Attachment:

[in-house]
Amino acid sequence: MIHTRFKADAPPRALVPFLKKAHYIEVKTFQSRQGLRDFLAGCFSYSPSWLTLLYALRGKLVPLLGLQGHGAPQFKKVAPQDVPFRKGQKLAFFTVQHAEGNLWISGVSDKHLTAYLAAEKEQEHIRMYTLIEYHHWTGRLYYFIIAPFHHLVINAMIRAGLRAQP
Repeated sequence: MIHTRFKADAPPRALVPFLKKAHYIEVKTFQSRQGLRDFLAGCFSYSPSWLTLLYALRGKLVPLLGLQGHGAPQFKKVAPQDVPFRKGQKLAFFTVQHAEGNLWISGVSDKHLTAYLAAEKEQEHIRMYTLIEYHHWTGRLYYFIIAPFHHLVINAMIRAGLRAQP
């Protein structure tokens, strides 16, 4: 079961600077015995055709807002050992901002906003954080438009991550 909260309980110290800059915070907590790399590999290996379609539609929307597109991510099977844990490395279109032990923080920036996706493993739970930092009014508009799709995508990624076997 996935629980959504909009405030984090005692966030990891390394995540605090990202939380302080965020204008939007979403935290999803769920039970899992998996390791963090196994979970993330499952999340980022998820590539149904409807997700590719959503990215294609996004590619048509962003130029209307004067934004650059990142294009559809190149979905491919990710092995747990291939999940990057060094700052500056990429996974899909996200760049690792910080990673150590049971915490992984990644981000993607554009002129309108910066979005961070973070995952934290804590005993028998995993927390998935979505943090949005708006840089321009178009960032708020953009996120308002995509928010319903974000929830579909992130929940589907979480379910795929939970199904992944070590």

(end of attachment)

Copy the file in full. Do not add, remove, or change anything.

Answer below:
[in-house]
Amino acid sequence: MIHTRFKADAPPRALVPFLKKAHYIEVKTFQSRQGLRDFLAGCFSYSPSWLTLLYALRGKLVPLLGLQGHGAPQFKKVAPQDVPFRKGQKLAFFTVQHAEGNLWISGVSDKHLTAYLAAEKEQEHIRMYTLIEYHHWTGRLYYFIIAPFHHLVINAMIRAGLRAQP
Repeated sequence: MIHTRFKADAPPRALVPFLKKAHYIEVKTFQSRQGLRDFLAGCFSYSPSWLTLLYALRGKLVPLLGLQGHGAPQFKKVAPQDVPFRKGQKLAFFTVQHAEGNLWISGVSDKHLTAYLAAEKEQEHIRMYTLIEYHHWTGRLYYFIIAPFHHLVINAMIRAGLRAQP
């Protein structure tokens, strides 16, 4: 079961600077015995055709807002050992901002906003954080438009991550 909260309980110290800059915070907590790399590999290996379609539609929307597109991510099977844990490395279109032990923080920036996706493993739970930092009014508009799709995508990624076997 996935629980959504909009405030984090005692966030990891390394995540605090990202939380302080965020204008939007979403935290999803769920039970899992998996390791963090196994979970993330499952999340980022998820590539149904409807997700590719959503990215294609996004590619048509962003130029209307004067934004650059990142294009559809190149979905491919990710092995747990291939999940990057060094700052500056990429996974899909996200760049690792910080990673150590049971915490992984990644981000993607554009002129309108910066979005961070973070995952934290804590005993028998995993927390998935979505943090949005708006840089321009178009960032708020953009996120308002995509928010319903974000929830579909992130929940589907979480379910795929939970199904992944070590």